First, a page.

Long-Acting Cabotegravir as PrEP Protects Macaques Against IV Exposure but Will Need Two-Monthly Injections in Human Studies
March 4, 2016
Slow release, long-acting formulations have the potential to overcome difficulties with adherence to oral PrEP, even with reduced event-driven dosing.
A long-acting (LA) injection of cabotegravir (an analogue of dolutegravir) is being developed as HIV treatment and also being studied for PrEP.
Cabotegravir LA has a very long half life (approximately 50 days), with therapeutic drug levels sustained for at least three months and detectable drug from a single dose recoverable a year later. Animal studies have already reported high protection in models that mimic sexual transmission.
Two oral presentations on the use of cabotegravir LA (CAB) for PrEP were included at CROI 2016.
In the first, Chastity Andrew from Aaron Diamond Centre reported remarkable results against IV challenge -- a much higher risk than sexual transmission and closer to that from blood transfusion or shared injecting drug use -- in several macaque studies. The first of these reported results from 13 animals (5 were placebo controls) who were give a single dose of cabotegravir (50 mg/kg, equivalent to human 800 mg dose) at baseline and week 4, followed by a single intravenous (IV) challenge with SHIV at a dose high enough to expect infection.
While all placebo animals became infected within one week of exposure, only one of the animals receiving CAB became infected -- with 7/8 being protected out to 24 weeks. Plasma concentrations in the single infection were above the 4 x protein adjusted (PA) IC90 target.
When this study was repeated using only a single 50 mg/kg CAB injection, all 5 control animals became infected, but this time all 8/8 animals receiving CAB were protected (p=0.0008), showing that the second dose was not required for protection. However, drug levels fell below the 4 x PA IC90 earlier at 5 weeks compared to 9 weeks in the single vs two injection dose.
A third study used a lower (25 mg/kg) dose injection, with IV challenge at week 2, and a second standard dose (50 mg/kg) injection at week 4. This schedule resulted in all 5/5 controls being infected compared to only 2/8 animals receiving active drug, both of whom has the lowest PK drug levels.
This showed that a second injection is not needed for protection against single challenge, but is likely to be needed to sustain drug levels and protection over two rather than one month. Two of the three infected animals were with wild-type virus and one had novel mutation, previously not associated with catotegravir resistance.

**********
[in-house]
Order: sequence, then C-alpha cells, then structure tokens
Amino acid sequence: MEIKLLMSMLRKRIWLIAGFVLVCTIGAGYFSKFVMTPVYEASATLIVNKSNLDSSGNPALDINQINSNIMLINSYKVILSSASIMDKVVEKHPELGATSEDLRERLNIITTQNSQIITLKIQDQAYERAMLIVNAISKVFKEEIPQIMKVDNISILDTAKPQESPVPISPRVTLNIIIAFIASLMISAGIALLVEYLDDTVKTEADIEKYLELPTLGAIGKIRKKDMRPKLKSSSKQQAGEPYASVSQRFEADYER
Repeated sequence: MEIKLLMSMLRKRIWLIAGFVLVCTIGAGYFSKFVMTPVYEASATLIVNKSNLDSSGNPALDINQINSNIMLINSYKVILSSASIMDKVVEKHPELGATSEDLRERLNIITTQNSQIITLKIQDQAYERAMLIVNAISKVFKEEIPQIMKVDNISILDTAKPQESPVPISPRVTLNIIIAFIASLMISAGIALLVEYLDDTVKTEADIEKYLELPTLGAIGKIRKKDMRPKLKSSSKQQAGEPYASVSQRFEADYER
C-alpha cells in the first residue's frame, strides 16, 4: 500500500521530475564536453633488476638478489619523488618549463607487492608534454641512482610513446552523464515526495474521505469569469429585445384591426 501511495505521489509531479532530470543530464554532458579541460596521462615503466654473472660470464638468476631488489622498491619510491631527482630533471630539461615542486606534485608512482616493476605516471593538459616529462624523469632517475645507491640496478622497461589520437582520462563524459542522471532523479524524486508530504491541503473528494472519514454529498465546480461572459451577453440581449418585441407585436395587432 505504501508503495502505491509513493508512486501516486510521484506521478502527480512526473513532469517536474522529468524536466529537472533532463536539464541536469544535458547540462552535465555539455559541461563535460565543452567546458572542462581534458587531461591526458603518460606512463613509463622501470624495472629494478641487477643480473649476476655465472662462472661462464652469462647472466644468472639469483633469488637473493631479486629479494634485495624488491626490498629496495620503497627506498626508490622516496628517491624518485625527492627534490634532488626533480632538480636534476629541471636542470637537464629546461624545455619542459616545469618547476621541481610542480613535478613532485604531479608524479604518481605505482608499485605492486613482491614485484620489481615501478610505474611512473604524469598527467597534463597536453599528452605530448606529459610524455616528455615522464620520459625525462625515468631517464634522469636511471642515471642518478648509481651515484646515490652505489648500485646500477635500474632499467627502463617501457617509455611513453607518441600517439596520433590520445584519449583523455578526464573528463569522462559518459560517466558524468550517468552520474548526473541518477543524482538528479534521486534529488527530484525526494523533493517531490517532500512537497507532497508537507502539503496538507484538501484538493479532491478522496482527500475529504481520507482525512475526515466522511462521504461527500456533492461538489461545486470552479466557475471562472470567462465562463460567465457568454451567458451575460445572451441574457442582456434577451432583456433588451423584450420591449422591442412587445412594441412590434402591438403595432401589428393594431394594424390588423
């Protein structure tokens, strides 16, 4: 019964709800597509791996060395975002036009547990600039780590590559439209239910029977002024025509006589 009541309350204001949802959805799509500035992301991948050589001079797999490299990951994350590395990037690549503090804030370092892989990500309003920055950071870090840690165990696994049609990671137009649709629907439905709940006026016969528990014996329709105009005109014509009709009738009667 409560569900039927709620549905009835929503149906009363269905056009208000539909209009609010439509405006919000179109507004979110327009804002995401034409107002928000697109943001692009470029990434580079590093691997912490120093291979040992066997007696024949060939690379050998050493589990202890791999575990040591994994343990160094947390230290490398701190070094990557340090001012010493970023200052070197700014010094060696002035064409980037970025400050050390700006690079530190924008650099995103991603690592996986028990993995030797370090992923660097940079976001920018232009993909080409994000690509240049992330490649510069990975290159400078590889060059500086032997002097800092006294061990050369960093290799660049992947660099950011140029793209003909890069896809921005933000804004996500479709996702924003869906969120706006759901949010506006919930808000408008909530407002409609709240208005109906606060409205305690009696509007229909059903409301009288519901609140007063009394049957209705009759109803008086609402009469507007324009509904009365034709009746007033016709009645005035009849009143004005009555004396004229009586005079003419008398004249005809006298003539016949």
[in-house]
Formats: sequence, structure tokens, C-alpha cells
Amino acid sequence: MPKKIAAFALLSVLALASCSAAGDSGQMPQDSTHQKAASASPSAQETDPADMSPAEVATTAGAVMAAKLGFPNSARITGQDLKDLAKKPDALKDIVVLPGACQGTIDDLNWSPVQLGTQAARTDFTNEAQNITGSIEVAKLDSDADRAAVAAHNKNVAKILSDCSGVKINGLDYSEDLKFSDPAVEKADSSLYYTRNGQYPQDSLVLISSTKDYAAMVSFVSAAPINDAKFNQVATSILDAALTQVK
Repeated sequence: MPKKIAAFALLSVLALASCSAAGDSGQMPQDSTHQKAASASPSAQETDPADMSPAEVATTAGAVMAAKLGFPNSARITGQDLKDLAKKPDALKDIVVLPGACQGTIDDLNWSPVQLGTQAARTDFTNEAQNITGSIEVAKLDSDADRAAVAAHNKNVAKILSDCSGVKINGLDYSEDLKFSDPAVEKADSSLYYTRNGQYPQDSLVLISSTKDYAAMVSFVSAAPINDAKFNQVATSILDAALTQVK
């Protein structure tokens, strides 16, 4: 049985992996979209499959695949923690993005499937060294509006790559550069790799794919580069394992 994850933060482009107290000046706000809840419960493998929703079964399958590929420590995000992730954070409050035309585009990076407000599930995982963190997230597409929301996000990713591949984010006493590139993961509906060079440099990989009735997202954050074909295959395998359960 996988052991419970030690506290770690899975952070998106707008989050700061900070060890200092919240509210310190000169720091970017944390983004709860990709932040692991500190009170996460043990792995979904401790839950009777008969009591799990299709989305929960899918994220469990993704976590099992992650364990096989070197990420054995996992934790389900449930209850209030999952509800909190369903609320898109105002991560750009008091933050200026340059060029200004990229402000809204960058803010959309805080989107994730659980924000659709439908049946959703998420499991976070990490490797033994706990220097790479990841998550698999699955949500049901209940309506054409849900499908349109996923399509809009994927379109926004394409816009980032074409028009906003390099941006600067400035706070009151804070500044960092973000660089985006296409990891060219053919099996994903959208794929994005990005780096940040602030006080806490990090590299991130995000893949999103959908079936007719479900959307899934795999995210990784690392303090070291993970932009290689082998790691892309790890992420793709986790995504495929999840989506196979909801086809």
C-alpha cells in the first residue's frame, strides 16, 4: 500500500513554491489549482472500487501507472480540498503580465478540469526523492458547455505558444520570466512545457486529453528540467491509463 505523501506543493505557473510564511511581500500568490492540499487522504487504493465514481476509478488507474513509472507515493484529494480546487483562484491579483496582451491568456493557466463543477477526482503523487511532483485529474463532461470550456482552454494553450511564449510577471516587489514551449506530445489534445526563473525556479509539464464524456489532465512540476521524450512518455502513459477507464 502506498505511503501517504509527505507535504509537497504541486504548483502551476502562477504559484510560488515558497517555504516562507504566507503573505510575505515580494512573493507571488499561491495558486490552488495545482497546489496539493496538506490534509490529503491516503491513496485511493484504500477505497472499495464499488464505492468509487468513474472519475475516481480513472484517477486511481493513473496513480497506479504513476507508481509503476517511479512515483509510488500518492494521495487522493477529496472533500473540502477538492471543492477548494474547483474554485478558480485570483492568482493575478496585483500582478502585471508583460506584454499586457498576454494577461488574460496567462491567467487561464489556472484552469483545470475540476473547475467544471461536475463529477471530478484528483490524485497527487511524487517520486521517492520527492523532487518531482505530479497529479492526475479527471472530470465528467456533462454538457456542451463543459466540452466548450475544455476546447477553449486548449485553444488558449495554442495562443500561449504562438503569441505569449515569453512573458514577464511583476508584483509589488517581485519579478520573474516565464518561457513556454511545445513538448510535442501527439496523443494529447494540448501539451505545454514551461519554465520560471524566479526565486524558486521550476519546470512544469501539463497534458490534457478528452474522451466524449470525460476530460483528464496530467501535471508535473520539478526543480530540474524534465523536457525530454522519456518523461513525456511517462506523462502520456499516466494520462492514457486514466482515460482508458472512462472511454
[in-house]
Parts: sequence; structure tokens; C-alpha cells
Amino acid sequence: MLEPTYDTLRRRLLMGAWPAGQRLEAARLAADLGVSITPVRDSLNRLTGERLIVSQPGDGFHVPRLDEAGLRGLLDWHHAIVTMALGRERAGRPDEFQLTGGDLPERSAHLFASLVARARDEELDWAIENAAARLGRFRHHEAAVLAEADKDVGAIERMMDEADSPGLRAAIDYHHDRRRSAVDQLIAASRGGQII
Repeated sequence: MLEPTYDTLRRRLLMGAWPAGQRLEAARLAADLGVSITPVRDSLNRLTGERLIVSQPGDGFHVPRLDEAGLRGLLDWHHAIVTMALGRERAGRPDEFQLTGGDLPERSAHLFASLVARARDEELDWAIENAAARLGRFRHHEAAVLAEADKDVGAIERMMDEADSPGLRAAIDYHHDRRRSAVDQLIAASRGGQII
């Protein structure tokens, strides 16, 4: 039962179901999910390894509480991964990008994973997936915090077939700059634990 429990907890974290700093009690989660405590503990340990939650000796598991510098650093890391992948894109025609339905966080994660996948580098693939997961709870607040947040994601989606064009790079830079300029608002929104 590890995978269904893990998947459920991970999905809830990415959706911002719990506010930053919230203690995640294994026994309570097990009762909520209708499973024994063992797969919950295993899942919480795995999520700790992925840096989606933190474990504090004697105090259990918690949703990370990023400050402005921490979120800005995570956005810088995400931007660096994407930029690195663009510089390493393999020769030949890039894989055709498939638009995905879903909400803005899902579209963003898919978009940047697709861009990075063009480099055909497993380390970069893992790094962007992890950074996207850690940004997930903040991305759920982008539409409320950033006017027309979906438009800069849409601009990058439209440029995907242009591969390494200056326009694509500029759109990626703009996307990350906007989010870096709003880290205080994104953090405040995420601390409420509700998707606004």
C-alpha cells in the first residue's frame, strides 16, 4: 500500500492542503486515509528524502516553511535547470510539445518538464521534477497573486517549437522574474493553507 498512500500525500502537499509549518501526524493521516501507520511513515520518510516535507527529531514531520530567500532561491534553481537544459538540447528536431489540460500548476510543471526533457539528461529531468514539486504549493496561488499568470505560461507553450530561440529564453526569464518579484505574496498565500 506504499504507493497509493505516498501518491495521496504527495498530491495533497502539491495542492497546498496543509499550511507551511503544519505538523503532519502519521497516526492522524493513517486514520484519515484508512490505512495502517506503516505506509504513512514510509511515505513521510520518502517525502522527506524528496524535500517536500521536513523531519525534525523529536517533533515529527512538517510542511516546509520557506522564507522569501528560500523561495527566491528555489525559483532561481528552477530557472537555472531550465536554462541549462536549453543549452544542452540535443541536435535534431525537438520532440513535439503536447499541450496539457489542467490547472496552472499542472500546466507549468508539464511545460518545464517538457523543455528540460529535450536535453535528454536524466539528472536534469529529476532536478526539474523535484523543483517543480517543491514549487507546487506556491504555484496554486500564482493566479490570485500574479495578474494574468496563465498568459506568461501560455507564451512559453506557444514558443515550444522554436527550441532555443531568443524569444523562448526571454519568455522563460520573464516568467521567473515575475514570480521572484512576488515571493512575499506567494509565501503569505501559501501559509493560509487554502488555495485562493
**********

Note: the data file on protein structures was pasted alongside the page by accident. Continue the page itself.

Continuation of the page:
The second study was a phase 2a safety and pharmacokinetic (PK) study of a three 800 mg doses (each with two intramuscular injections) using both catotegravir long acting injection in HIV negative men.2
The study randomised HIV negative men aged 18 to 65 years (median age 30 years; range 20-61) who were at high risk of HIV to either active (n=105) or placebo control (n=21). Recent PrEP use and chronic liver disease were exclusion criteria.
The study had a four week oral induction phase followed by 12-weekly 800 mg IM injections at weeks 5, 17 and 29. Results presented at CROI were for 12 weeks after the last injection, and continued follow-up will continue out to 52 weeks. Participants in the control arm used oral placebo and saline injections.
Data was presented for 87/94 (82%) and 20/21 (95%) who completed the oral and all injections, with four people discontinuing due to intolerance to injections.
There were two seroconversions, one in each of the placebo groups that occurred before the third injection and at 24 weeks after the last injection in the placebo vs active groups respectively.
In the PK analysis, plasma concentrations of cabotegravir were lower than observed in the previous HIV positive LATTE study where cabotegravir was used as treatment. Of concern, mean drug levels dropped below the target 4 x PA IC90 levels before 12 weeks with and dropped below the PA IC90 for some participants. This meant 15-31% of trough concentrations were below the PA IC90 and only 30-37% were above the 4 x PA IC90 therapeutic target.
Although few people discontinued, side effects occurred significantly more often in the active vs placebo arms, in both the oral and IM phases. Most related to injection site reactions and were grade 2 or lower, but 10% of events (27/272 events) were grade 3, all in the active arm. Overall patient satisfaction was reported as high for both formulations, although four people discontinued the study (after the third injection) due to injection reactions. These surveys scored higher for the injection over the oral phase.
The PK results have resulted in changing the future dosing to use injections every 8 rather than 12 weeks.
Two posters from this study reported injections to be broadly acceptable to most participants but that tolerability concerns are real and might not be acceptable for all people. As with PrEP itself, the options of oral pills and injections will be individualised based on personal preference.3,4
Clinical data from the long-acting dual formulation of cabotegravir plus rilpivirine as treatment in HIV positive people in the Latte-2 study were presented as a late-breaker abstract.5
Unless stated otherwise, all references are to the Programme and Abstracts of the Conference on Retroviruses and Opportunistic Infections, 22-25 February 2016, Boston, USA.
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